Life After Beth (2014)

Theatrical release posterNight of the Living Girlfriend

Director: Jeff Baena
Running Time: 91 minutes
Starring: Dane DeHaan, Aubrey Plaza, John C. Reilly, Molly Shannon

Moving on from a lost love may be a difficult task known by many people, but at least their experiences have never led to an uprising of the undead.

Zach (DeHaan) is reeling from the death of his girlfriend, Beth (Plaza), lacking in an appetite or any desire to get on with his life. He hangs around with Beth's parents, bonding over memories of the departed, when upon one visit to their house, catches a glimpse of Beth inside. After barging his way through, Zach discovers that his deceased girlfriend has been resurrected, and proceeds to make up for time lost with her. But he sees the return of more faces from years past, while noticing that his girlfriend smells terrible, becomes more prone to mood swings and has a hunger for more than just food.

The first half acts as an intimate drama, where Dane DeHaan and John C. Reilly perform exemplary work as two men who hold a lot of pain within and are struggling to cope with it. Once the titular character returns, Zach is understandably puzzled by the events but soon accepts it as a second chance to rekindle the relationship which was dwindling in its final days. However, it is through the attempts to rekindle the relationship where it becomes clear that Zach was viewing his relationship through rose-tinted glasses, as things were far from perfect between the two.

Zach looks on at what his resurrected girlfriend has become

It's all the more a shame that things do not continue down this route, taking a look at the effects of loss and whether it is better for our protagonist to let go of Beth instead of holding on to her memory as her skin rots and she gains a hunger for flesh. Instead, things continue onwards with a focus on a horror/comedy mash-up which doesn't work, coming off as a poor entry into The Cornetto Trilogy. But all through this, DeHaan and Plaza give great performances which anchor the story, while sharing great chemistry which easily sells their relationship.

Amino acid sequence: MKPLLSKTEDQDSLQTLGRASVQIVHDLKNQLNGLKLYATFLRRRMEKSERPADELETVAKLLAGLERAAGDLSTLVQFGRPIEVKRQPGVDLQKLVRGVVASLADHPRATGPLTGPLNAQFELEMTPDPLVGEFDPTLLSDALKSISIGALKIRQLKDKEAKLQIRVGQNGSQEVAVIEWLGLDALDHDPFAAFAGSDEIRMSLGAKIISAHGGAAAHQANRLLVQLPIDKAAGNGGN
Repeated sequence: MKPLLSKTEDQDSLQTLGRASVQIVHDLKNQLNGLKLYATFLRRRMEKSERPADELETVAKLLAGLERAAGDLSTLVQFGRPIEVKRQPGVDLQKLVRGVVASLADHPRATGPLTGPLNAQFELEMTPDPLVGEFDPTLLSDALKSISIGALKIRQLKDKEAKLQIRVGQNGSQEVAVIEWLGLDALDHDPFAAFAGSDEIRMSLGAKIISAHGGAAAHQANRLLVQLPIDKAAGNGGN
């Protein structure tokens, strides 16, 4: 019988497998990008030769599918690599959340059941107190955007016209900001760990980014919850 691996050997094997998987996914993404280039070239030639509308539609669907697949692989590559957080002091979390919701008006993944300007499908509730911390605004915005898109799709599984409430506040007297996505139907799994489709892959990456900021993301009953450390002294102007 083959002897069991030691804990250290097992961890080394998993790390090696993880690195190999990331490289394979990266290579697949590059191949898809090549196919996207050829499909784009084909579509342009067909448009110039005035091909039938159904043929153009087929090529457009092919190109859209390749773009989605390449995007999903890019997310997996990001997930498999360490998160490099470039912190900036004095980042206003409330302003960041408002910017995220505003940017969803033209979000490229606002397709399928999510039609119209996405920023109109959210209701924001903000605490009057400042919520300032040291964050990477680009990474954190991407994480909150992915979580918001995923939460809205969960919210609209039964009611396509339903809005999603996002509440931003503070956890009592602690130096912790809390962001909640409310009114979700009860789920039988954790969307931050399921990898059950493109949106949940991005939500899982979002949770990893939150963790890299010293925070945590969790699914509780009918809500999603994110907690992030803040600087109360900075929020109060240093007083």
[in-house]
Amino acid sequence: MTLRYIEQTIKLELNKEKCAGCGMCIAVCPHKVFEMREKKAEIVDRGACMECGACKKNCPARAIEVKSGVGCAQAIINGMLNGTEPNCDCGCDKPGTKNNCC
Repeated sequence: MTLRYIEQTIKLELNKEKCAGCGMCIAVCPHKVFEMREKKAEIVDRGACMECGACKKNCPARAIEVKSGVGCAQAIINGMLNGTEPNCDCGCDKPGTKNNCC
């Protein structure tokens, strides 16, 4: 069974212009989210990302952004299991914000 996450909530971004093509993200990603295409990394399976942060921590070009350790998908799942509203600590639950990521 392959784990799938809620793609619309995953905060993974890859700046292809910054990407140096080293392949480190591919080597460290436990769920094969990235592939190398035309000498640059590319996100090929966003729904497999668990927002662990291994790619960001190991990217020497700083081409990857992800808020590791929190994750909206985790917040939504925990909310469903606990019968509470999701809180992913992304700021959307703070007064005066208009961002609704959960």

Having dealt with the unbearable loss of their only child, the actions of Beth's parents are completely understandable. It makes sense that they would overlook the dark reality of the situation to savour the fact that they have their daughter back, and the duo of John C. Reilly and Molly Shannon bring across the idea that they will do anything for their daughter really well. It's this good characterization in Beth's family which makes it all the more a shame that Zach's family are left merely as caricatures, with the brother Kyle especially coming off as little more than a pain.

Considering it's his directorial debut, it's understandable that Jeff Baena's direction is in need of some fine tuning. The moments of humor are well intentioned, but unfortunately do not work, with a few scarce points worth raising a chuckle at, while the story ends up developing at a pace worthy of Snails.

Life Without Beth holds promise, but turns what could have been a twist into looking at the effects of loss into a stumbled attempt at a horror/comedy mash-up that's weighed down by a slow pace.